Wigton Free Grammar School, situated in Market-hill, is now endowed with upwards of £70 a year, arising from various bequests, about £28 of which is paid to the usher3, and the remainder to the head master. The Rev. John Thomlinson, of Rothbury, having received £200, collected by the inhabitants towards the endowment of a free school, at Wigton, granted them a rent charge of about £20 a year, out of his lands at Haughton, in Northumberland, and, in 1730, the school room and master's house were built by the Rev. Robert Thomlinson, the parishioners being at the expense of leading the materials and providing the ground, which was given by Mr. John Plaskett. The following bequests have been subsequently made to the original endowment, viz., £1000 in 3 per cent reduced, bequeathed by Mr. John Allison, in 1787; £355 left by Thomas Thomlinson, Esq., in 1798, and about 16s. a year from 2R. 30P. of land allotted to it at the enclosure. The head master "shall teach, in Latin and Greek, gratis, the poor children of all such as, by contributing to raise the salary of the school, have made their houses free. And, that the school may not be burthened with a number of foreigners, he shall not teach any but those who are free for a less sum than 5s. a quarter." The commissioners' report also states that the usher "shall teach all the children of such as are free to read, write, and cypher; and those that intend to advance to the head master, he shall teach them the accidence; and all these gratis: nor shall he take any foreigners under his care for less premium that 2s. 6. per quarter, or any whatever until they can read the testament;" and that "he shall be paid out of the income of the school, the fourth part of the school income; and all the rest of that income, together with the dwelling house, to belong to the head master." Mr. Robert Summers is the head master, and Mr. Joseph Scott the second master.
Hodge's Bequest - Mr. Joseph Hodge, manufacturer, of Wigton, who died 27th March, 1846, bequeathed to Messrs. Banks, Henderson, and Banks, £1500, bearing interest at 3½ per cent, for the education of poor children of the parishes of Wigton and Westward, viz. £900 to the former, and £600 to the latter, and directed the residue, if any, to be given, in clothing, to poor women. Upon the death of the last survivor, the money is to be placed in the public stocks, funds, or other government security; and on the death of a trustee, the remainder are to elect one to fill up the number. "The trustees are not to be ministers, curates, or parish clerks, either of the established church, or of dissenters; schoolmasters, or teachers." The following are the names and residences of the present trustees :- William Banks, High Moor House; John Henderson, John Banks, and John Pattison, Wigton; Jph. Rook, Rosley; Wm. Rook, Tracentree; and Jane and Jane Pattinson (cousins), Wigton. The benevolent donor also left several small sums, varying from 2s. to 8s. a week, to sundry of his old workmen.
The British Schools, established a few years ago, are a great benefit to the children of the poor inhabitants. They occupy a large room under the Independent Chapel, in Water-street, and are attended on an average by about 90 boys and 90 girls, who pay only 2d. a week each, the remainder being made up by liberal contributions. A subscriber of one guinea per annum has the privilege of sending two children to these schools.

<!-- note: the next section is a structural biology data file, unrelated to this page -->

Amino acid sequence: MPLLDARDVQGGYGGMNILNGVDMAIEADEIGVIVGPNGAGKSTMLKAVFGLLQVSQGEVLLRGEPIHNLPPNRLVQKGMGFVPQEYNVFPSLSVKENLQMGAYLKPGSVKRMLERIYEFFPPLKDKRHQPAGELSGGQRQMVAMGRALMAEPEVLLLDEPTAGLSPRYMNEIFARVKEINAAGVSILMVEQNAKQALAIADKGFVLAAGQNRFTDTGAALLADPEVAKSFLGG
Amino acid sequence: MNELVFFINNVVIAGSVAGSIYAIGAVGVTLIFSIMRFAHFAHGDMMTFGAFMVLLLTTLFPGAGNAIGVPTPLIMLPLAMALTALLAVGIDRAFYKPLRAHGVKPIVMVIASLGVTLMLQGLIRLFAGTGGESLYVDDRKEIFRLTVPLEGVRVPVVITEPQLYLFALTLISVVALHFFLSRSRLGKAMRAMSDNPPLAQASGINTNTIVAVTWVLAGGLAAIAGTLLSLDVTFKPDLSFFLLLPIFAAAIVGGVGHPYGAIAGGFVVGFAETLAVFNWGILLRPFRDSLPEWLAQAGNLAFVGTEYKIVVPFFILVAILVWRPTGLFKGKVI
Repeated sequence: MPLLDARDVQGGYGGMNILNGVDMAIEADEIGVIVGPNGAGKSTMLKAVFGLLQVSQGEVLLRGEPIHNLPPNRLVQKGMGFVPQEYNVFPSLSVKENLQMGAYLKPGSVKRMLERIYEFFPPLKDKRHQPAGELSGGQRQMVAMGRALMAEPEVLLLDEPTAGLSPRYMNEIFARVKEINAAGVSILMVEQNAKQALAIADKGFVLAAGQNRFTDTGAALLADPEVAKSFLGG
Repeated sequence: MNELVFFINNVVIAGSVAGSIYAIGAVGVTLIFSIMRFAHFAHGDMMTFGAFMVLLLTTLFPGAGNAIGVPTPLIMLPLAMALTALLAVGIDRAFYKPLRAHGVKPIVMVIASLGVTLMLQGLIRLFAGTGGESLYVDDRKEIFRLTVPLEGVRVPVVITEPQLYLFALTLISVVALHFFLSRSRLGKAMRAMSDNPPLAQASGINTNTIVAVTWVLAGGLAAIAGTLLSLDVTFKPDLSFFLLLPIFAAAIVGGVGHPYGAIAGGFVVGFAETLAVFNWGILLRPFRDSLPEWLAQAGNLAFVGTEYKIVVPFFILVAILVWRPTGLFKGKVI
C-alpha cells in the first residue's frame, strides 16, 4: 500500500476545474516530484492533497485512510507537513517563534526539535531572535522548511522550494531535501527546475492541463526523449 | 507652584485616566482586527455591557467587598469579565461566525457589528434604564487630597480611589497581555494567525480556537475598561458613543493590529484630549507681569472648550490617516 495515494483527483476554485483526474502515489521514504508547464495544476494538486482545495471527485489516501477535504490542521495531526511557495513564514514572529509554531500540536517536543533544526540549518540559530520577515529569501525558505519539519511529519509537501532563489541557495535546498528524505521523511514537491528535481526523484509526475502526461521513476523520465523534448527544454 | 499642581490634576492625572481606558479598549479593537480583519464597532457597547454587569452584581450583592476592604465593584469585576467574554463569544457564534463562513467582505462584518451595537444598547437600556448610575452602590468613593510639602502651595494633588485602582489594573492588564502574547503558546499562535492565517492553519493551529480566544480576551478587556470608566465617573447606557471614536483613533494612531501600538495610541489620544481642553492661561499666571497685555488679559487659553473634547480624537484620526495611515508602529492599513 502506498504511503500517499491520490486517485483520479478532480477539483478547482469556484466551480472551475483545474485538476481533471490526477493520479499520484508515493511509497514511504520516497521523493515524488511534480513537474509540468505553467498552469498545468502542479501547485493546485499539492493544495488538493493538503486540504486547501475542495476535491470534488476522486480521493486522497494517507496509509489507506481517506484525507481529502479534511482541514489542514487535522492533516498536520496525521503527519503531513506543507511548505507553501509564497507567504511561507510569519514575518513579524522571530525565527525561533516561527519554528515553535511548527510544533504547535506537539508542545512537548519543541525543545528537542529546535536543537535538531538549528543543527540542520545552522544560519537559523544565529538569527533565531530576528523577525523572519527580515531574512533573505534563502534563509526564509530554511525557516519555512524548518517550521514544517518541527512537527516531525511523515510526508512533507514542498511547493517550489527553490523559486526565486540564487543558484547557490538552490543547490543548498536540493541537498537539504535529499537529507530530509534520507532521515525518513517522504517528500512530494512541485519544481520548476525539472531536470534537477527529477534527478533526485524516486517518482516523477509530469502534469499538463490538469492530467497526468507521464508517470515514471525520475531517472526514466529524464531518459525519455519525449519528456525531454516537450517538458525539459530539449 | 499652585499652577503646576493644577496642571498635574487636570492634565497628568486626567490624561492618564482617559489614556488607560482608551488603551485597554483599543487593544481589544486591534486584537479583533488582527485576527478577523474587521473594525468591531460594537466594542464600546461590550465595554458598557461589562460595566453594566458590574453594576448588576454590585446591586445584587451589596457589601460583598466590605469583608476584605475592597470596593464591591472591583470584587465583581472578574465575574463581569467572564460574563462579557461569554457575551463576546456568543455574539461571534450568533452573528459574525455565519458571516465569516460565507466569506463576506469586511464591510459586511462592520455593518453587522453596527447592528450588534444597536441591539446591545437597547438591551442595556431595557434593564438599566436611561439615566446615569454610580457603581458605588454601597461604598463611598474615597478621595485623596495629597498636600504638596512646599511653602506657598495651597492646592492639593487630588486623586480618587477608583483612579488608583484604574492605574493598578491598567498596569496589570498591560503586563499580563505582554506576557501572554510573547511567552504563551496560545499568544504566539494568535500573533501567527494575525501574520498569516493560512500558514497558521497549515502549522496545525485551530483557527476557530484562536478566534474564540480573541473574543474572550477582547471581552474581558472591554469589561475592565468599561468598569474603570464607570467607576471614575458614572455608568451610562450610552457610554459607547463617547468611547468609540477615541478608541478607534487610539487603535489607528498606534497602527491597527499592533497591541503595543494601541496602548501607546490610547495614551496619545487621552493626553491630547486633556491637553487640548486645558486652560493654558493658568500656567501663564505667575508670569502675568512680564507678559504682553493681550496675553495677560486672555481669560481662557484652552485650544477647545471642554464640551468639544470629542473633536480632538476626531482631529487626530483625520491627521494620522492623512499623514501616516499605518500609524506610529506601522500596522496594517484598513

There are in the town three circulating libraries, a subscription library, a news room, and several benefit societies, belonging to the Odd Fellows, Forresters, &c. In 1783, Dr. Bray presented a library for the use of the clergy of the established church. A Mechanics' Institute was established here in 1846, and has already between 60 and 70 members; Mr. Charles Bernard is secretary and treasurer. The Gas works, in the Tenter's Field (erected in 1831, by a company of shareholders of £10 each), contain eight retorts, and a gasometer capable of holding 8000 cubic feet of gas, which is sold to the inhabitants at 8s. per 1000 cubic feet; Mr. Samuel Rigg is the treasurer and clerk. Petty Sessions are held, every alternate Tuesday, at the Police Station, which was erected in 1844, on the Market-hill; the acting magistrates are Joseph Gillbanks, Esq., Joseph Railton, Esq., and the Rev. Edward Salkeld.
Biography - Several persons of celebrity were either connected with or born in this town and neighbourhood; amongst whom may be mentioned the Rev. John Brown4, D.D., who was born in 1715, at Rothbury in Northumberland, but received the rudiments of his education at the Grammar School, in Wigton. He was a man of extensive genius, and, besides being an elegant prose writer, was also a good poet, and no ordinary proficient in music and painting. His works are well known to the literati, especially his tragedy of 'Barbarossa,' to which a humorous prologue was written and spoken by Garrick5, in the character of a Cumberland lad, supposed to be the author's servant. He was invited by the empress of Russia to visit St. Peterburgh, in order to confer with him respecting the regulating of several public schools; but was seized with violent bodily pains, which brought on a confirmed melancholy madness, and, under this fatal alienation of mind, put a period to his life with a razor, on the 23rd of September, 1766, in the 51st year of his life. Mr. Ewan Clark, the celebrated Cumberland poet; R. Smirke, Esq., R.A., the eminent historical painter; Mr. Geo. Barnes, an excellent mathematician - were also natives of Wigton; and the late astonishing Joseph Rooke, who, from the rank of a poor weaver, became, self-taught, a mathematician and philosopher, excelling also in music, optics, and botany, was a native of Aikbank, near this town.